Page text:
Re: [S-R] 1995 Slovak Census
- Dear Ben,
I don't think we have any documents from Slovakia. Many years ago,
(~ 15 maybe?) my parents took my grandmother to Slovakia on a tour,
and my mom did tell me that they met someone in that Sliepkovce area
who was related. (grandma is no longer with us.) So, I'm presuming
that the name dropped the "y".
Since you seem to be quite knowledgable in this subject, perhaps you
could help me to understand the many spelling of my mom's maiden
My great grandfather went by Hanchak in the US, although his brother
decided to go by Hancsak.
The birth certificate written by the priest, in Kralovce, has the
name spelled Hangyak.
In Kecerovce, the name is Handzak. Now, I ask you, does the "gy" and
the "dz" sound the same? It just doesn't seem right to me.
But, I have my gr.grandfather's birth, and his brother's birth (who
was baptized in Kecerovce)and those are the two different spellings
by the two different priests.
I also worked my gr.grandfather's father back to Gonc, with the
spelling of Handza.
It certainly is interesting watching the spelling of the name change
over the years, and the different spelling in the different
registries. Remember, this man was a shepherd, so I found him in
numerous registries. Also found an entire line of Handzak's
southeast of Kosice, who do not seem to be related at all.
Thanks, in advance, for your help.
> Hi Barbara,since we don't use those diacritical marks- makes it HARD to tell.
> The two Varsaniks are the two ways that the last name appears- and
The long I and the short I can only be deciphered in your family
history by having more evidence. :-) Do you have any
letters/documents from Slovakia?
> --- On Thu, 9/18/08, genmom4 <geismom@...> wrote:
> From: genmom4 <geismom@...>
> Subject: [S-R] 1995 Slovak Census
> To: SLOVAK-ROOTS@yahoogroups.com
> Date: Thursday, September 18, 2008, 4:30 PM
> I accessed the site, and put the surname of Varsanik in.
> That pulled up two different entries. I am not familiar enough with
> slovak to have a clue what it is telling me, except that I do see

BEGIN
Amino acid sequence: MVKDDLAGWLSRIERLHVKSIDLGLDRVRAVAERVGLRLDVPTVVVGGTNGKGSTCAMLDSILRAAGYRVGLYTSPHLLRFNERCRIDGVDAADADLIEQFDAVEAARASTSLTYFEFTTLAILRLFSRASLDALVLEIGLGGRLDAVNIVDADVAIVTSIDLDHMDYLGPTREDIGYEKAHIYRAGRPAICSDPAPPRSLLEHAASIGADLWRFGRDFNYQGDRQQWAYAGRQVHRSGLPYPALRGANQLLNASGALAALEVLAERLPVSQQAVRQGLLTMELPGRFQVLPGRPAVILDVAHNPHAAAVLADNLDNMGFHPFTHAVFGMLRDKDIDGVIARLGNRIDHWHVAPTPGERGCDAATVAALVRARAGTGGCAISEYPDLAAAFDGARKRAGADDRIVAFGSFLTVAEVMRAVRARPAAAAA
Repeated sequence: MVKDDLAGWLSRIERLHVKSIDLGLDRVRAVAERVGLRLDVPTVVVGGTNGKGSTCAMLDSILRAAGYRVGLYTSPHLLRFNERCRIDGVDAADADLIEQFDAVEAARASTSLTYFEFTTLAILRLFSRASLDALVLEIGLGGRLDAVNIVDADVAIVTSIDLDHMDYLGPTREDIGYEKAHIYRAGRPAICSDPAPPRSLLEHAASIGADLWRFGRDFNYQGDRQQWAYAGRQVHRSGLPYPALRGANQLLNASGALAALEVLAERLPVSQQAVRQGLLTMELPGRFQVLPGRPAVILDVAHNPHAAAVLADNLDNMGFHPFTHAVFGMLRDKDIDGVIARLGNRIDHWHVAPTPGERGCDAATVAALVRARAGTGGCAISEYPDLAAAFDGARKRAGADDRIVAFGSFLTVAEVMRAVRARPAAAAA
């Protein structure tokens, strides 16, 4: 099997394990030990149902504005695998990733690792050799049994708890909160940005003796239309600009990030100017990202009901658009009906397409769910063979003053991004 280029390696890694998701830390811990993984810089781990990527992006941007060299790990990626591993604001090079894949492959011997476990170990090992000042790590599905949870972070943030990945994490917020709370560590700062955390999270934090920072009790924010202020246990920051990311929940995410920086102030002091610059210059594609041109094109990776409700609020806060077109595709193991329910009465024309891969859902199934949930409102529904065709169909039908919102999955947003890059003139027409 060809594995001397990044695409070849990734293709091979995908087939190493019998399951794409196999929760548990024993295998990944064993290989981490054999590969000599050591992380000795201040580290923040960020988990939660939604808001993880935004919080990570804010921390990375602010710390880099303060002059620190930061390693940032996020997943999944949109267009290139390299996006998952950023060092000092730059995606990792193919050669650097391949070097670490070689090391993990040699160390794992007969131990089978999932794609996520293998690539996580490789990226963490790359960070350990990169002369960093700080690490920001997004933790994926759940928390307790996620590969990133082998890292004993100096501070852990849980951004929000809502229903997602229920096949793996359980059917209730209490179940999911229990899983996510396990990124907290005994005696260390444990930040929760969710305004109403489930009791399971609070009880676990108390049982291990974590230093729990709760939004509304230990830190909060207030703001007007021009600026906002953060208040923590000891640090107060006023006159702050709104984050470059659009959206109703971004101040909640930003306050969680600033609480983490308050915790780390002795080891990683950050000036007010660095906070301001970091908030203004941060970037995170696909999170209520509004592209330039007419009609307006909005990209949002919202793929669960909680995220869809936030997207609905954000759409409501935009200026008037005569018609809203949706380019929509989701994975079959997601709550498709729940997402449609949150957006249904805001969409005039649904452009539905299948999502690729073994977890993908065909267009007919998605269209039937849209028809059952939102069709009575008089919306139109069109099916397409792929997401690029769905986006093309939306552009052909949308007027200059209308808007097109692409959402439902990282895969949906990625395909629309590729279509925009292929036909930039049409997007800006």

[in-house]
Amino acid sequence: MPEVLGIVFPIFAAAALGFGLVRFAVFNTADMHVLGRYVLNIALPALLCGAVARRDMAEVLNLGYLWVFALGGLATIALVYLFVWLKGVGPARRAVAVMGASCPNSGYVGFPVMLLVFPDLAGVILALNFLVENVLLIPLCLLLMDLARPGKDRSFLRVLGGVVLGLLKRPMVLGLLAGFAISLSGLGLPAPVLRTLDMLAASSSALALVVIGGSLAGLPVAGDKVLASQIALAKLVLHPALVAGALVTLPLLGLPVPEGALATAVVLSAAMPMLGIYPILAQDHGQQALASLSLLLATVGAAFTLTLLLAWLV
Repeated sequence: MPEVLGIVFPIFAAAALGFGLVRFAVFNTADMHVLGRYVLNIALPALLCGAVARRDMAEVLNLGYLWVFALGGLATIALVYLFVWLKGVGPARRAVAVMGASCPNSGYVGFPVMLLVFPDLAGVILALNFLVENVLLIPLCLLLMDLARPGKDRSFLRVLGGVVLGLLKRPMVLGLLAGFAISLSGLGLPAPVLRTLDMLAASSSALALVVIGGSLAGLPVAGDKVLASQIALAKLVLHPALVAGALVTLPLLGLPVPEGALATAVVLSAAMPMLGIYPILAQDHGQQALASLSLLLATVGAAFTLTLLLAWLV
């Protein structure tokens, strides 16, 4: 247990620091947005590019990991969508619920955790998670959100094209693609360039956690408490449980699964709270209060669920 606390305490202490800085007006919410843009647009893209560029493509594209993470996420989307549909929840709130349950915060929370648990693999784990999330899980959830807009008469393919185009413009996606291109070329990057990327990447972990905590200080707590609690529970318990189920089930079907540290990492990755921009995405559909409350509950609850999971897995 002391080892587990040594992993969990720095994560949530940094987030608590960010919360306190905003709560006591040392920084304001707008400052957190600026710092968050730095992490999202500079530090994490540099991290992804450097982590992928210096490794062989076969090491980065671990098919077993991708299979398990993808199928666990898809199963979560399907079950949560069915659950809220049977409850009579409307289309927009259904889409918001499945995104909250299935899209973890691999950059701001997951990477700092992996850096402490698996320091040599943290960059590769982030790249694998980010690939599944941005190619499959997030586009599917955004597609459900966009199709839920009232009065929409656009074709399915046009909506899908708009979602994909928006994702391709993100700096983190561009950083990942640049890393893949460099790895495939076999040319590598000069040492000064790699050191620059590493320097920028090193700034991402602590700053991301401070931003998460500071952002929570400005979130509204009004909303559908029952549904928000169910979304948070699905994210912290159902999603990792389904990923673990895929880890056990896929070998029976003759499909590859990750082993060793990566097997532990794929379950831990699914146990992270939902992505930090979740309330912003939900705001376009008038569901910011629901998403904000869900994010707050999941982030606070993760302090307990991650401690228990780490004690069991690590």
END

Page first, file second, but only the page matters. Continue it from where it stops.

> town name Mihalovce, which is very close to the town where the
> Varsanyik family originated.
> Thanks for the clue.
> [Non-text portions of this message have been removed]
- I never realized how similar the flags of the Scandinavian countries are,
including Finland. Thanks for the links!
From: SLOVAK-ROOTS@yahoogroups.com [mailto:SLOVAK-ROOTS@yahoogroups.com] On
Behalf Of Ron
Sent: Wednesday, April 21, 2010 8:30 PM
Subject: Re: [S-R] mailings FINISH CONNECTION
In grade school it was a surprise to learn Finland is part of Scandinavia,
but geographically it makes sense if you don't limit yourself to the one
peninsula, and so often Denmark & Iceland are included.... I found Finland
is regularly considered Scandinavian in Europe. While working on US
embassies in the Baltics I spent time in Estonia as well & learned how the
Estonians kept up with Western news through Finnish television.
Finnish & Estonian are closely related. Hungarian is distantly related. To
find more Finno-Urgic speaking peoples you have to go into northern Siberia.
For an emmigrant perspective on 'Scandinavian' check out
for another view, somewhat contradictory (where can you find an ethnic topic
without contradictions ?)
Just the flags sharing a common theme with varying colors gives a hint of
the close association. I will leave the rest to politicians and geographers
for finer divisions. By the way, a Scandinavian geographer determined that
the middle point of Europe is 25 km due north of Vilnius, Lithuania! So
Slovakia is quite Central European, not Eastern Euro.
The Balts (Estonia, Lithuania& Latvia) also group themselves together,
although Latvia and Lithuania share similar languages & Estonian is again
quite different. Estonia and Lithuania have strong ties to Scandinavia,
while Latvia is more removed. Just do not confuse Baltics with Balkans!
[Non-text portions of this message have been removed]